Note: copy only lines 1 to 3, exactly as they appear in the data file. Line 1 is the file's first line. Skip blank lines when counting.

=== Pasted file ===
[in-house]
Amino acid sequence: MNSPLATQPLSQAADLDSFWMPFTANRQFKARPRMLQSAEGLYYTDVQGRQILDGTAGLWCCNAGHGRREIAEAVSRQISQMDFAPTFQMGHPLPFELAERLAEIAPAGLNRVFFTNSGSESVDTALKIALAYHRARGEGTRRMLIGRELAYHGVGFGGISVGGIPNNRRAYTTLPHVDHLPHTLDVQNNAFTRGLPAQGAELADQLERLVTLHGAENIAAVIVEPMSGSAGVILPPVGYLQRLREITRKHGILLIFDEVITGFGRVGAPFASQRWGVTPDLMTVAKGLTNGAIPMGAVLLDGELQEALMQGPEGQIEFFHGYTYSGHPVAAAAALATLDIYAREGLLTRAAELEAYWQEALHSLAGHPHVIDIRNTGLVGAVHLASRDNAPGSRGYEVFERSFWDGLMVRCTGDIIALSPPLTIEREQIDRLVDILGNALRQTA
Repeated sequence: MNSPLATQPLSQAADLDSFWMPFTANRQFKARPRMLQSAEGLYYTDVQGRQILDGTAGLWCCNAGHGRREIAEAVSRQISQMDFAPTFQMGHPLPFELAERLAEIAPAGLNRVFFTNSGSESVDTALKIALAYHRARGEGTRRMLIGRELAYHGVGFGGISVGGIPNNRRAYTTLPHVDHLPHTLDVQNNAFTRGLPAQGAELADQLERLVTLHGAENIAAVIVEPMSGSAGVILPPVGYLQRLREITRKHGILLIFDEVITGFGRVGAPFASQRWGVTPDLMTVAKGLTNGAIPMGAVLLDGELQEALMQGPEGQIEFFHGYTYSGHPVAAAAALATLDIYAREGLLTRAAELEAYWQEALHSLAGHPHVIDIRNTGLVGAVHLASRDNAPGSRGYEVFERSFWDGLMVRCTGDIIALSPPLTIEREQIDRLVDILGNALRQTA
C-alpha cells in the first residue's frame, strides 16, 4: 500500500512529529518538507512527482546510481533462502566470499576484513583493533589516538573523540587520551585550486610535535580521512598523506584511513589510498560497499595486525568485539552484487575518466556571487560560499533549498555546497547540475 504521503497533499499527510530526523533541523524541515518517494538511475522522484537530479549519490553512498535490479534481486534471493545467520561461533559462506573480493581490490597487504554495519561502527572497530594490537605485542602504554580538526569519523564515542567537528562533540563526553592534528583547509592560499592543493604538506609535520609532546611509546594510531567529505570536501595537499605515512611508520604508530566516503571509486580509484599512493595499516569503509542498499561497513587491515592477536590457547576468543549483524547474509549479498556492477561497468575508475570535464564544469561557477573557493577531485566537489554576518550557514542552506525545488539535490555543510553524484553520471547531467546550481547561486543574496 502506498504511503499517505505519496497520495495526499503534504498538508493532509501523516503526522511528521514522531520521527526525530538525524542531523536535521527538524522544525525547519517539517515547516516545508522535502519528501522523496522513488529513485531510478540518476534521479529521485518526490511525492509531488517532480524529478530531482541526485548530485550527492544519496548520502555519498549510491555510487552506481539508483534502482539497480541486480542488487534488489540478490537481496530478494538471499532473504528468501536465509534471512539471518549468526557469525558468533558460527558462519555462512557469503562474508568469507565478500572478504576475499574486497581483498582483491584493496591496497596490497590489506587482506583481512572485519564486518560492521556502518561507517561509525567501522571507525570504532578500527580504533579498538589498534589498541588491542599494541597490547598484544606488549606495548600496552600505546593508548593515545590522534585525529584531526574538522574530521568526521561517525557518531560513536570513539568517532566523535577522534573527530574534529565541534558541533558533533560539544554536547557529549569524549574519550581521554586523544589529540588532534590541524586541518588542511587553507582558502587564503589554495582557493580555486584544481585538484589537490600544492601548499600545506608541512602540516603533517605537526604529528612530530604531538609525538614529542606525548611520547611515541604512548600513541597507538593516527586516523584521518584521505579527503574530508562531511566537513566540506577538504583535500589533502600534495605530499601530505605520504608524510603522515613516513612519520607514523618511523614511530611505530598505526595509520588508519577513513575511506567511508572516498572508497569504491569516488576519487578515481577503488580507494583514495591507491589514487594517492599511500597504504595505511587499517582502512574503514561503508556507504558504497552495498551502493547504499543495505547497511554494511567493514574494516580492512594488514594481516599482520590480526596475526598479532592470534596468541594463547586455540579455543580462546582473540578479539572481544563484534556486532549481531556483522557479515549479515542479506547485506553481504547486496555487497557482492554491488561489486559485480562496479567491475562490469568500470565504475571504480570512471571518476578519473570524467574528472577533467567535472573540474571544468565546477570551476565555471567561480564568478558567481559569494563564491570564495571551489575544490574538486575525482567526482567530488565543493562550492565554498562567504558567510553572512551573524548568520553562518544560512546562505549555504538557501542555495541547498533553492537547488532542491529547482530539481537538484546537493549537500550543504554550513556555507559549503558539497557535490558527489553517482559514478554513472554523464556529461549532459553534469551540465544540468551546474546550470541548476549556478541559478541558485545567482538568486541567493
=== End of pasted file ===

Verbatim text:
[in-house]
Amino acid sequence: MNSPLATQPLSQAADLDSFWMPFTANRQFKARPRMLQSAEGLYYTDVQGRQILDGTAGLWCCNAGHGRREIAEAVSRQISQMDFAPTFQMGHPLPFELAERLAEIAPAGLNRVFFTNSGSESVDTALKIALAYHRARGEGTRRMLIGRELAYHGVGFGGISVGGIPNNRRAYTTLPHVDHLPHTLDVQNNAFTRGLPAQGAELADQLERLVTLHGAENIAAVIVEPMSGSAGVILPPVGYLQRLREITRKHGILLIFDEVITGFGRVGAPFASQRWGVTPDLMTVAKGLTNGAIPMGAVLLDGELQEALMQGPEGQIEFFHGYTYSGHPVAAAAALATLDIYAREGLLTRAAELEAYWQEALHSLAGHPHVIDIRNTGLVGAVHLASRDNAPGSRGYEVFERSFWDGLMVRCTGDIIALSPPLTIEREQIDRLVDILGNALRQTA
Repeated sequence: MNSPLATQPLSQAADLDSFWMPFTANRQFKARPRMLQSAEGLYYTDVQGRQILDGTAGLWCCNAGHGRREIAEAVSRQISQMDFAPTFQMGHPLPFELAERLAEIAPAGLNRVFFTNSGSESVDTALKIALAYHRARGEGTRRMLIGRELAYHGVGFGGISVGGIPNNRRAYTTLPHVDHLPHTLDVQNNAFTRGLPAQGAELADQLERLVTLHGAENIAAVIVEPMSGSAGVILPPVGYLQRLREITRKHGILLIFDEVITGFGRVGAPFASQRWGVTPDLMTVAKGLTNGAIPMGAVLLDGELQEALMQGPEGQIEFFHGYTYSGHPVAAAAALATLDIYAREGLLTRAAELEAYWQEALHSLAGHPHVIDIRNTGLVGAVHLASRDNAPGSRGYEVFERSFWDGLMVRCTGDIIALSPPLTIEREQIDRLVDILGNALRQTA